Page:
There must be a dozen ways to make a movie about the life, times, and outsize influence of Dick Cheney, and adopting the style of a Mad magazine satire may be one of them, but Vice—writer-director Adam McKay’s wayward stab at that approach—doesn’t make a plausible case.
Not that there’s anything wrong with Mad. One of the greatest dark comedies, Dr. Strangelove, shared a strong whiff of its sensibility. The characters’ names, Gen. Jack D. Ripper’s horror of fluoridation, the improv-troupe dialogues in the war room, and the bombardier’s hee-haw bronco ride to ground zero were all wildly implausible, but they were also hilarious and terrifying—resonating fully with the doomsday scenarios, logical theories, and physical artifacts of the real-life nuclear-war culture that it was satirizing.
With Vice, not so much.
McKay’s first film to mix absurdist comedy with sociopolitical criticism, The Big Short, about the team of Wall Street wizards who made a fortune off the 2008 financial crash, was based on Michael Lewis’ best-selling book, which told the tale in a clear and lively narrative for which McKay devised clever cinematic language.
To prepare for Vice, McKay reportedly read some very good books about Cheney (Barton Gellman’s Angler) and the war on terror (Jane Mayer’s The Dark Side), but his own grasp of Washington politics is thin, and his understanding of power and how it works hews to what V.I. Lenin denounced as “infantile leftism.”
He does get several things right. Cheney did start out as a “ne-’er do well,” flunking out of Yale and compiling a police record for DUIs, before straightening out and climbing up the Washington establishment’s greasy pole, emerging as the most powerful vice president in American history. He acquired this power in the weeks after the 2000 election, while the outcome was in contention, by placing loyalists in key slots throughout the federal bureaucracy, which he knew so well. He consolidated his hold by pushing his legal team to apply the “unitary executive theory”—which asserts that the president possesses the power to control the entire executive branch—and then usurping that power, especially in national security policy.
On the morning of the Sept. 11 terrorist attacks, while Bush was out of town, Cheney—almost certainly at his own initiative—authorized U.S. military pilots to shoot down passenger planes that looked like they might pose a threat. Most notoriously, he pressured the CIA to find links between the al-Qaida terrorists and Saddam Hussein that would justify invading Iraq, oversaw the public relations campaign to build popular support for the war using these contrived connections, and encouraged, if not ordered, the rendition and torture of terror suspects.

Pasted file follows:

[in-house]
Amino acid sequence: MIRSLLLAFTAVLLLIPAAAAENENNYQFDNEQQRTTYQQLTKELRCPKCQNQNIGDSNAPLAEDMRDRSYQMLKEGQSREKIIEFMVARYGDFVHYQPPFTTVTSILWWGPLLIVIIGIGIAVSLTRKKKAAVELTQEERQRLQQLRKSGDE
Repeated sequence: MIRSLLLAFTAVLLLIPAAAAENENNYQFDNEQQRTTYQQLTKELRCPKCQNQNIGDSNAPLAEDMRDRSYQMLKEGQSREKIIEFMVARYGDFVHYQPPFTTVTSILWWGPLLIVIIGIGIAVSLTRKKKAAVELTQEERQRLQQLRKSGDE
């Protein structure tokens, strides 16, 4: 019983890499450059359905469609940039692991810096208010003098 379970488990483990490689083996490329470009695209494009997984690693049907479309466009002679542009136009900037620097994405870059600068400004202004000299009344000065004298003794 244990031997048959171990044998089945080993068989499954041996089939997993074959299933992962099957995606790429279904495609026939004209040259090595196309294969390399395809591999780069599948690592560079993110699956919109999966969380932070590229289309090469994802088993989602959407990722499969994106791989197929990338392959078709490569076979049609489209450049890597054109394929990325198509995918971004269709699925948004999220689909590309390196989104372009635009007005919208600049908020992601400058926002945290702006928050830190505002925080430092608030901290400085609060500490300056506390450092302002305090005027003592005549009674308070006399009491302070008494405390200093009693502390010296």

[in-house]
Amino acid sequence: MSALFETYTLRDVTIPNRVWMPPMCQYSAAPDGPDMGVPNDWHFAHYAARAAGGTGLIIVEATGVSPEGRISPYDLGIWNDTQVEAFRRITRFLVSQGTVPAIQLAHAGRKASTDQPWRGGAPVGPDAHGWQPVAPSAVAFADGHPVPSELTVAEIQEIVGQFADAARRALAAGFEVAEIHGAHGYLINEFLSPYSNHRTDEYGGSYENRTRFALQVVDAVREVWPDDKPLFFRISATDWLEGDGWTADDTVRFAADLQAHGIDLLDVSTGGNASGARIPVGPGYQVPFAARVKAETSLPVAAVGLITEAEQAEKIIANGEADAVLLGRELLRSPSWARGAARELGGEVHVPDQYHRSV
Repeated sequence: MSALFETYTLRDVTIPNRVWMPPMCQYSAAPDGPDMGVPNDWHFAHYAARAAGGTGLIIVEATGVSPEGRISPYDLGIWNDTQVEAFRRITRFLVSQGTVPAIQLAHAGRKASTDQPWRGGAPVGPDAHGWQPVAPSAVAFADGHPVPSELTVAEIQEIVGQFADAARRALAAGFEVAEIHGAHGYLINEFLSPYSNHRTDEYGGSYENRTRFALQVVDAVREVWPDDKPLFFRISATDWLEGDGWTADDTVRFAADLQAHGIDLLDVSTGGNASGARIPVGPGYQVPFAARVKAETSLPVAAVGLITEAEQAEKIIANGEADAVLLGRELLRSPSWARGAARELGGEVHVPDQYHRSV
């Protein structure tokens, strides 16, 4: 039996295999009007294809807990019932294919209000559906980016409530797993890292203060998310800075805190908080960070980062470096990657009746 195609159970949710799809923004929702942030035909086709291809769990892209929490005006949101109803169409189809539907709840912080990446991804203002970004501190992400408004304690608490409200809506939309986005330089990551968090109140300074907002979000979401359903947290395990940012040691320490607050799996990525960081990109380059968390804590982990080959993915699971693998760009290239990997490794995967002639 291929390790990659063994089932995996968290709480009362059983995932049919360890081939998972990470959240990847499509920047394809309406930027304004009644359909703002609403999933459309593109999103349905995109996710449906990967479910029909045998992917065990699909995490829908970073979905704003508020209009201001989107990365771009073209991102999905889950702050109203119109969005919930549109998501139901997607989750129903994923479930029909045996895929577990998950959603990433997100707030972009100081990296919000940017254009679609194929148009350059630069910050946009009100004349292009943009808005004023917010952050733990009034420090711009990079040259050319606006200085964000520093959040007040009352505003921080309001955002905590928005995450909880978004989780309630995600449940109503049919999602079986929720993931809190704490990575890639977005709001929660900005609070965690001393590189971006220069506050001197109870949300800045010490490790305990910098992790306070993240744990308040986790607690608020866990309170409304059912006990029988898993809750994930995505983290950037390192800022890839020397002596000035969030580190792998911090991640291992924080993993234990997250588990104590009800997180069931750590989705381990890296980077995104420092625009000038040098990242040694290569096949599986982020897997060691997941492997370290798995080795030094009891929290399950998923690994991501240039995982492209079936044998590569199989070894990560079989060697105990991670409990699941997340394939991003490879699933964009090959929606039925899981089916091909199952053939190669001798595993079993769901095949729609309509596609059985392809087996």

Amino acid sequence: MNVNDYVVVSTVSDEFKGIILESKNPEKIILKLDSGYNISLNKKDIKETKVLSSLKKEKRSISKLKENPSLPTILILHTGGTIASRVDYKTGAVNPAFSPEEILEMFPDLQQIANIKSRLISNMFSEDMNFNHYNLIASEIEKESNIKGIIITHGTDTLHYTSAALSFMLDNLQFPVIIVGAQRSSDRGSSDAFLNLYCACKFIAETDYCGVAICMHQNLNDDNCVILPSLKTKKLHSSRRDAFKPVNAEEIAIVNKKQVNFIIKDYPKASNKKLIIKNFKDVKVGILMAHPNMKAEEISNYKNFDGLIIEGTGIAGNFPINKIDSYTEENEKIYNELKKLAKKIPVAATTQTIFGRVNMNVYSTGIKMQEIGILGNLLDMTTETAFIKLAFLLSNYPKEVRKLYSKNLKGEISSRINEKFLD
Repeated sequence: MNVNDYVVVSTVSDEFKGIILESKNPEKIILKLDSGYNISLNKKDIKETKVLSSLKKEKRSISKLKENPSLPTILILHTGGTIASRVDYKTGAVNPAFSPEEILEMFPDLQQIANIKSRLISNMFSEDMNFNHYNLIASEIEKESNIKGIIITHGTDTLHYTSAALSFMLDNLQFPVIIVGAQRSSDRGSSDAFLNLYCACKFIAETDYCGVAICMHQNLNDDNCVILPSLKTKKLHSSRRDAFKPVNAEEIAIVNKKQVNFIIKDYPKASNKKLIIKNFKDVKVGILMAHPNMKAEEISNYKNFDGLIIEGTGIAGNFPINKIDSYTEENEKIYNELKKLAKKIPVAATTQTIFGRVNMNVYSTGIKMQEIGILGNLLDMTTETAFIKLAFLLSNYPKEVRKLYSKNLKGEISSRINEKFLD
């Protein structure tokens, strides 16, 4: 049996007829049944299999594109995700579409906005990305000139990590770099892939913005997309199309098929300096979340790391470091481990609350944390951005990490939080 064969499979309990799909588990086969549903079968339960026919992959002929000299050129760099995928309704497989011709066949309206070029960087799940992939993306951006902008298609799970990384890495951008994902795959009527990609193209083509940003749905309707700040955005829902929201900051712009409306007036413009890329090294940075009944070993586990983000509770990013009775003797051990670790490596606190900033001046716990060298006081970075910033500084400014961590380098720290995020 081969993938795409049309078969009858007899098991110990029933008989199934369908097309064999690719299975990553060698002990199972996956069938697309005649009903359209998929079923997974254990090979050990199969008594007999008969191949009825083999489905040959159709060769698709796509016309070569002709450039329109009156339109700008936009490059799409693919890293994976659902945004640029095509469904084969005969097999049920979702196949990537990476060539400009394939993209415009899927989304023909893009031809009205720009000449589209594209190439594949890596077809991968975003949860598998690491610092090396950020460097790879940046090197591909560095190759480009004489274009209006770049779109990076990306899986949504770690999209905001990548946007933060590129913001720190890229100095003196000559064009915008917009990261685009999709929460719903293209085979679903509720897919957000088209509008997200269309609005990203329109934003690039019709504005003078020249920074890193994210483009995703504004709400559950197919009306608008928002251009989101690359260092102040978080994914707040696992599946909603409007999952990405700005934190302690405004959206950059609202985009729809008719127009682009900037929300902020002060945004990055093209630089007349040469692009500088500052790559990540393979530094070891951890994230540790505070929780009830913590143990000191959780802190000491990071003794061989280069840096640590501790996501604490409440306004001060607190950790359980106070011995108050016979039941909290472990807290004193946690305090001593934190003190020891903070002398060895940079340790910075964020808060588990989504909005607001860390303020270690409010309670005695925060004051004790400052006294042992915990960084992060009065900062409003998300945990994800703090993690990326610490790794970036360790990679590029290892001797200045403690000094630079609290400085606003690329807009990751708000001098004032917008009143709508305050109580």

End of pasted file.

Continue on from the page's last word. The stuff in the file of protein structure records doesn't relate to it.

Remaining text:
It can fairly be claimed, then, that Cheney is responsible for the worst strategic blunder in U.S. history, the destabilization of the Middle East, the growth of our surveillance state, and the deaths of 4,000 American troops and at least 100,000 Iraqi civilians. Bush, of course, allowed all this to happen, but if he had chosen someone else as his running mate, it’s likely that the world today would be a different, almost certainly safer place.
So how did this happen? Who is Cheney? How did he amass such power? What were his motives and goals? Any work about him—a book, film, play, or whatever—needs to deal with these questions. Vice does so shallowly and evasively.
The film portrays Cheney’s political ambition as entirely cynical, geared toward nothing but power for its own sake. In an early scene, while he’s working for then-congressman Donald Rumsfeld (his tag-team partner in hardball politics through the Nixon, Ford, and both Bush presidencies), Cheney asks, “What do we believe?” Rumsfeld laughs hysterically, the implication being that they believe in nothing. In fact both men, especially Cheney, were deeply conservative. To discount their ideological impulses gives them too little credit for their egregious actions.
McKay also suggests that Cheney supported invading Iraq solely because of his ties to oil companies—including his stint between the two Bush presidencies as CEO of the Halliburton Company, which made a fortune from no-bid contracts in Iraq. This no doubt affected Cheney’s thinking to some degree, but it leaves unexplained the community of neoconservatives—most of whom had no such financial interests—who’d been pushing for violent regime change in Iraq throughout the 1990s.
The film also makes barely mentions the first Gulf War, during the presidency of George H.W. Bush, when Cheney was secretary of defense. This is no small matter: The fact that the elder Bush won that war but left Saddam Hussein in power had an influence on how the younger Bush and Cheney viewed the second Iraq war a decade later.